Washington — An independent group of scientist and experts convened by NASA found no evidence that, known as UAPs or UFOs, are “extraterrestrial” in nature, but stressed that better data is needed to understand some encounters that have defied explanation.
NASA formed the group of 16 experts last year to examine how the space agency can better contribute to the scientific understanding of the objects, which have been reported by hundreds of military and commercial pilots.
Formally known as the Unidentified Anomalous Phenomena Independent Study, the group issued its final 36-page report on Thursday, with several recommendations about how the space agency can use its scientific expertise to contribute to the government’s investigations into the objects.
“The top takeaway from the study is that there is a lot more to learn,” NASA Administrator Bill Nelson said at a briefing about the findings. “The NASA independent study team did not find any evidence that UAP have an extraterrestrial origin. But we don’t know what these UAP are.”
What does the NASA UAP report say?
The report does not contain any bombshell claims akin tothat made headlines over the summer, when a former intelligence officer alleged a decades-long government program to retrieve and reverse engineer UAP craft, which the Defense Department denied.
Instead, the NASA group focused on examining how the space agency can “contribute to a comprehensive, government-wide approach to collecting future data” about UAP incidents, as the report put it. A relatively new office within the Defense Department known as the All-Domain Anomaly Resolution Office has taken the lead in collecting and examining UAP reports from military pilots, which totaled about 800 as of May.
The NASA report, which relied on unclassified information, noted that a small subset of UAP encounters “cannot be immediately identified as known human-made or natural phenomena.” Understanding these incidents “will require new and robust data acquisition methods, advanced analysis techniques, a systematic reporting framework and reducing reporting stigma,” the report said.
But the group said there is a high bar for claiming that the objects have an otherworldly origin.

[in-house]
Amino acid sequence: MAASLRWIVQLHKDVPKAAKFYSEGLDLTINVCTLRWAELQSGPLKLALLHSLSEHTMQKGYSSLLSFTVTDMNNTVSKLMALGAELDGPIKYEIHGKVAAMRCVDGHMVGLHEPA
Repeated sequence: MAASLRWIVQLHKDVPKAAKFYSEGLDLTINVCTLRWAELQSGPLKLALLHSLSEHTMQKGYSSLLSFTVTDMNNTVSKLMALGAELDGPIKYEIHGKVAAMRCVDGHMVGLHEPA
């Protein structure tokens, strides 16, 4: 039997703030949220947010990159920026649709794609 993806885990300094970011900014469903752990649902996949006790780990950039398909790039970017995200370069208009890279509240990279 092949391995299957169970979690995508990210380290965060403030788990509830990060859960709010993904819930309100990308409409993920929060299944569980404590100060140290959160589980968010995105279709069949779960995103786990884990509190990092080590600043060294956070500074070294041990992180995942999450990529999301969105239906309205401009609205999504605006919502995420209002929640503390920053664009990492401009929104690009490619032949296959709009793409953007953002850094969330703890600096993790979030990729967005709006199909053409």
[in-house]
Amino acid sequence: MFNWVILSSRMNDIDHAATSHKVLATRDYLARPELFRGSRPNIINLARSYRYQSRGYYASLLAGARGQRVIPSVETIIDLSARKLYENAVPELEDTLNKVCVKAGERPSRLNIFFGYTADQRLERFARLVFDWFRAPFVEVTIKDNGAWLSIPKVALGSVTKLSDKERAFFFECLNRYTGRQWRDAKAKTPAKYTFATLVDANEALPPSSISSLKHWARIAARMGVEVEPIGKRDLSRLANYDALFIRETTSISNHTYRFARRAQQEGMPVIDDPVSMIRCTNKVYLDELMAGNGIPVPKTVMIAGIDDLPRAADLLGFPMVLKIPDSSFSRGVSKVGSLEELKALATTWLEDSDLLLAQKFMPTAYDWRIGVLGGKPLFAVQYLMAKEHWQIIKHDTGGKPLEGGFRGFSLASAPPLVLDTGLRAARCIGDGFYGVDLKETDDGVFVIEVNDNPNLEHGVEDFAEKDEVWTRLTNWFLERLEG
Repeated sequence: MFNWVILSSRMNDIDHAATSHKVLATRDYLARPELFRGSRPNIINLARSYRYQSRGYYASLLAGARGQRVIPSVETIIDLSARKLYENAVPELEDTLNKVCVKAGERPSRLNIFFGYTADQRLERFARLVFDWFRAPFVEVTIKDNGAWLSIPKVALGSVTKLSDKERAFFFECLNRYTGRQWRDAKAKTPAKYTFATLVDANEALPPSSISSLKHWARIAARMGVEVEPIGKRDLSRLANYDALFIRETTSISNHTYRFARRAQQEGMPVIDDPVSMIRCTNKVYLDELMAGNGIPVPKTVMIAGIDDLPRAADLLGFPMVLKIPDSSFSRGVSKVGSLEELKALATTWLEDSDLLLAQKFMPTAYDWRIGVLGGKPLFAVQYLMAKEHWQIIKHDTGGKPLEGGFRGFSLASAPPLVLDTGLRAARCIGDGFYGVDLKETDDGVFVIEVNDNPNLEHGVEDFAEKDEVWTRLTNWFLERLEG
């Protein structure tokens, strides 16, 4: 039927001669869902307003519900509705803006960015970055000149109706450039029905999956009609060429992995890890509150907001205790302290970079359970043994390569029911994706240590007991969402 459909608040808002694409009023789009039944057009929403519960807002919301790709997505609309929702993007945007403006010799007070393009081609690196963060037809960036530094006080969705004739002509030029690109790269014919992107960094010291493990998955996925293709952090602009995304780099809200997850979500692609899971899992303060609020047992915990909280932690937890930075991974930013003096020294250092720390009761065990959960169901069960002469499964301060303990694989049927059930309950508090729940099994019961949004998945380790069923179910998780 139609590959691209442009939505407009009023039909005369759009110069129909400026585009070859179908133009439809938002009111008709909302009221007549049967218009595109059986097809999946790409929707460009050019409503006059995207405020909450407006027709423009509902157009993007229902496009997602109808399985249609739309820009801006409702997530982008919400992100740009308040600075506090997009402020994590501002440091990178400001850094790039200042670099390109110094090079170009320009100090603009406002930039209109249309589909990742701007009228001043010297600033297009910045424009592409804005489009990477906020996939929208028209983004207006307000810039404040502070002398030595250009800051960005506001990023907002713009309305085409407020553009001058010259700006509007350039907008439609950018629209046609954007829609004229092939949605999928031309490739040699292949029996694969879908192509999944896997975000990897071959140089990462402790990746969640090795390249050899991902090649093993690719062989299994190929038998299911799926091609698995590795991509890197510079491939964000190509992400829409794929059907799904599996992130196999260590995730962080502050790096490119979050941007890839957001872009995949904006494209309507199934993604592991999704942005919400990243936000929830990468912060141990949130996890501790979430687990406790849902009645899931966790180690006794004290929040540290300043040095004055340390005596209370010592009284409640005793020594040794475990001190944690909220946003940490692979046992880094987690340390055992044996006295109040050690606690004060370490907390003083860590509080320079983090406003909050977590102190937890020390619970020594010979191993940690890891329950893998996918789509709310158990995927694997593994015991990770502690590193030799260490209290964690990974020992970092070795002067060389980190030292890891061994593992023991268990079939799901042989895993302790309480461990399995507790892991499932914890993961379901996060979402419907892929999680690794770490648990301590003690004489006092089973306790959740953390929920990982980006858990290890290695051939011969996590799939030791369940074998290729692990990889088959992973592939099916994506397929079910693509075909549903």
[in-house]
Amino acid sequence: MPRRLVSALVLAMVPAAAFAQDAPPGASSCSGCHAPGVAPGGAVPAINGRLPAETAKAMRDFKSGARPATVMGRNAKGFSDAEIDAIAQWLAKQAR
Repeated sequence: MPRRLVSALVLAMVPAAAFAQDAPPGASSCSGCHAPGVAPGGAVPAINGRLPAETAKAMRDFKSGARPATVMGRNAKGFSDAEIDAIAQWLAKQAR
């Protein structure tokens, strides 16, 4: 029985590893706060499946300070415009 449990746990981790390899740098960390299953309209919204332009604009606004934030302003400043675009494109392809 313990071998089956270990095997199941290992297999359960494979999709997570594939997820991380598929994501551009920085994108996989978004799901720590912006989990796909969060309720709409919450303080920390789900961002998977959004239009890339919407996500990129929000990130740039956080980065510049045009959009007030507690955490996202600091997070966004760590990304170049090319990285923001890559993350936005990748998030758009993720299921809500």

“[I]n the search for life beyond Earth, extraterrestrial life itself must be the hypothesis of last resort — the answer we turn to only after ruling out all other possibilities. As Sherlock Holmes said, ‘Once you eliminate the impossible, whatever remains, no matter how improbable, must be the truth,'” the report said. “To date, in the peer-reviewed scientific literature, there is no conclusive evidence suggesting an extraterrestrial origin for UAP. When it comes to UAP, the challenge we have is that the data needed to explain these anomalous sightings often do not exist.”
The report said NASA and the private sector can help fill some of the gaps in data that exist. While NASA’s satellites pointed at Earth can’t detect objects as small as UAPs, they do have the capability to “probe the state of the local earth, oceanic, and atmospheric conditions” that might help to explain some incidents that are detected by other sensors.
“NASA’s assets can play a vital role by directly determining whether specific environmental factors are associated with certain reported UAP behaviors or occurrences,” the report said.
The group said the commercial satellite industry does have the capability to take higher-resolution images: “Although every point on Earth does not have constant high-resolution coverage, the panel finds nonetheless that such commercial constellations could offer a powerful complement to the detection and study of UAP when coincident collection occurs.”
Current data collection, Thursday’s report noted, “is hampered by poor sensor calibration, the lack of multiple measurements, the lack of sensor metadata, and the lack of baseline data.” The space agency’s expertise “should be comprehensively leveraged as part of a robust and systematic data acquisition strategy within the whole-of-government framework.”
Members held theirabout their work in May and stressed the need for better data about UAPs across the board, including clearer photos and videos of the incidents. In Thursday’s report, the study group proposed collecting crowdsourced data about encounters from the public, including through the use of “open-source smartphone-based apps that simultaneously gather imaging data and other smartphone sensor metadata from multiple citizen observers worldwide.”